We get consumed by the “what ifs.”
But what about these “what ifs” …
What if kids find out about a cause that touches their heart and they use the web to research and create a campaign that makes real change — in their own community and beyond?
What if kids find tools that help them express skills they never realized they had — and then find a community of people to support them as they develop those skills into adulthood?
What if kids get connected to real-life experts in the fields that they’re passionate about, make some contacts that can help them in the future, and get started pursuing their passions before they graduate?
What if kids learn to harness the enormous power of the Internet and it changes their lives?
Sure, kids can abuse the access to the Internet that we give them. But they can also do some serious damage with pencils, and we give those to them every day.
If we block too much content, we make this restricted version of the Internet practically useless to kids, and kids are resourceful. If they need access to something on the web, they’ll find it somewhere else.
They’ll find it on their phones using cellular data that isn’t restricted. (Cell phone use isn’t allowed at your school? Do you think every “can I go to the restroom?” you hear is to really use the restroom?)
Some will even find portals that allow them to bypass the school’s filters and find what they really wanted anyway. We may find those portals and block them … but then they’ll find new ones, and that’s an exhausting, frustrating cycle of control that doesn’t make anyone better.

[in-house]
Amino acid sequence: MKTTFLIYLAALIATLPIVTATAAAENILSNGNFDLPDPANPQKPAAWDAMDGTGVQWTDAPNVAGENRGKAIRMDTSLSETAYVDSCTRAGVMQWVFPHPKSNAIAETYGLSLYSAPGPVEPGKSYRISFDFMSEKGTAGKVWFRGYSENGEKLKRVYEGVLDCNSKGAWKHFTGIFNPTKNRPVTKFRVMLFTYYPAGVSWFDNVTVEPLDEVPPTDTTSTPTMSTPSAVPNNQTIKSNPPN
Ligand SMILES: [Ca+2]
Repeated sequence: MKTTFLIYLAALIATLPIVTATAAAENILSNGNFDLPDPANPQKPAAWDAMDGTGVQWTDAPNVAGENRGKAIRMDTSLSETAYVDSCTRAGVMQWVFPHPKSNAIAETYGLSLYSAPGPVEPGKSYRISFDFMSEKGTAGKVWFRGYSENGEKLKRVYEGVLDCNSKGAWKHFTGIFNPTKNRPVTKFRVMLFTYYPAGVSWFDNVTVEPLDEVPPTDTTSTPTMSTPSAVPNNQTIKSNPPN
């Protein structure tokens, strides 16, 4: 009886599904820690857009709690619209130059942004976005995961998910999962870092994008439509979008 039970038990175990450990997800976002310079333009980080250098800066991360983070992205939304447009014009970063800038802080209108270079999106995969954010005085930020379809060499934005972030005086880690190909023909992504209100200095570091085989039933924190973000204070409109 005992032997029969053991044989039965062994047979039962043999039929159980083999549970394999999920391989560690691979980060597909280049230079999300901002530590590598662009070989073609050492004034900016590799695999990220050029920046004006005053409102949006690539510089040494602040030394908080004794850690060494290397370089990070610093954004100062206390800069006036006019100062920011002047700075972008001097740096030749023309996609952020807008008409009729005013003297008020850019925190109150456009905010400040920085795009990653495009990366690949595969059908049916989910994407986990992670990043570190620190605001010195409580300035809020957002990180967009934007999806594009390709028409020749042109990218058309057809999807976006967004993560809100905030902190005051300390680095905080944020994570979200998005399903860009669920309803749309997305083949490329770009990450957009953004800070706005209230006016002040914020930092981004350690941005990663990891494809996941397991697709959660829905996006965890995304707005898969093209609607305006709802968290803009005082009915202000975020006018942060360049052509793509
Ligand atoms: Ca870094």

So, what can we do?
Let’s open up the discussion about what’s blocked and what isn’t. The decision process shouldn’t be controlled by a “Wizard of Oz”-style mysterious man behind the curtain. Teachers, administrators, tech staff, parents and even students have perspectives that add to the debate.
Let’s take a “yes first” mentality to opening up sites, or even a “let’s try it” mentality. We’re all in this to help kids achieve their potential, and if someone wants to try something that will inspire and educate kids, let’s give them the benefit of the doubt (unless there are clear dangers).
Let’s keep our eyes open to the dangers of the web, and let’s have frank, honest discussions with kids when they get into messes (or are headed toward a mess).
Let’s be our students’ voice and advocate for the change we know needs to happen.
Let’s empower teachers and students to create the best learning environment possible.
When it comes to setting Internet filters, instead of asking “What’s the worst that could happen?”, let’s ask, “What’s the best that could happen?”
Update: Check the comments below for a response by Jimmy Hogg, an IT professional, who gives a very well-worded rebuttal from the IT side of this discussion. It’s an important part of this discussion!
[reminder]What do we need to remember when it comes to Internet filters in schools? What can we do to make them successful and useful?[/reminder]